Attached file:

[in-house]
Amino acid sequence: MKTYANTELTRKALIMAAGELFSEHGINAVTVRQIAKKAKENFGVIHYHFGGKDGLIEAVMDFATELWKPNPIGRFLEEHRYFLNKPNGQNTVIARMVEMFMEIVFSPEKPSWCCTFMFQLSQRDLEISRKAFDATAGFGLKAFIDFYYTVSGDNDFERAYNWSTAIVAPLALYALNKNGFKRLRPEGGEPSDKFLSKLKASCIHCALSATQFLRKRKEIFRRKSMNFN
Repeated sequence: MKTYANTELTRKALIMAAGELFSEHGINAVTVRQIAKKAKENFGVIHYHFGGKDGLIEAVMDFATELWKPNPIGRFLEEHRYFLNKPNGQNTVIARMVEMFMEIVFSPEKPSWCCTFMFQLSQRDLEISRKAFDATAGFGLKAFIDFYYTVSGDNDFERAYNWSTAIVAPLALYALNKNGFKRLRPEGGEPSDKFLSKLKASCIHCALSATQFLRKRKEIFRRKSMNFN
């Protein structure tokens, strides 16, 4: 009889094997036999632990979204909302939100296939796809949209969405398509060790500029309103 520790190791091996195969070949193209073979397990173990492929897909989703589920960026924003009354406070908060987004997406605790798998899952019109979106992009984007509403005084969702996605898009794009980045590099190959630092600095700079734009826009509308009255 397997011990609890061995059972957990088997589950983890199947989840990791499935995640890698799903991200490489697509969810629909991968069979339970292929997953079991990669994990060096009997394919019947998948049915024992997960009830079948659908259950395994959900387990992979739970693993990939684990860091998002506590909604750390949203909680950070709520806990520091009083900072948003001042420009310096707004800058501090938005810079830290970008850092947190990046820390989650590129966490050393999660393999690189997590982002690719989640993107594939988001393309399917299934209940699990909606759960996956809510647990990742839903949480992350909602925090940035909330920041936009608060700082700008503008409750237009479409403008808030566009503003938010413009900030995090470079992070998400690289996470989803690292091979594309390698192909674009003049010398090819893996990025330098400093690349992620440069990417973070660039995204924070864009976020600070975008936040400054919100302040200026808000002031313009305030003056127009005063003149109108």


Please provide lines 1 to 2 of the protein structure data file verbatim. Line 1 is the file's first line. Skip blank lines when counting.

[in-house]
Amino acid sequence: MKTYANTELTRKALIMAAGELFSEHGINAVTVRQIAKKAKENFGVIHYHFGGKDGLIEAVMDFATELWKPNPIGRFLEEHRYFLNKPNGQNTVIARMVEMFMEIVFSPEKPSWCCTFMFQLSQRDLEISRKAFDATAGFGLKAFIDFYYTVSGDNDFERAYNWSTAIVAPLALYALNKNGFKRLRPEGGEPSDKFLSKLKASCIHCALSATQFLRKRKEIFRRKSMNFN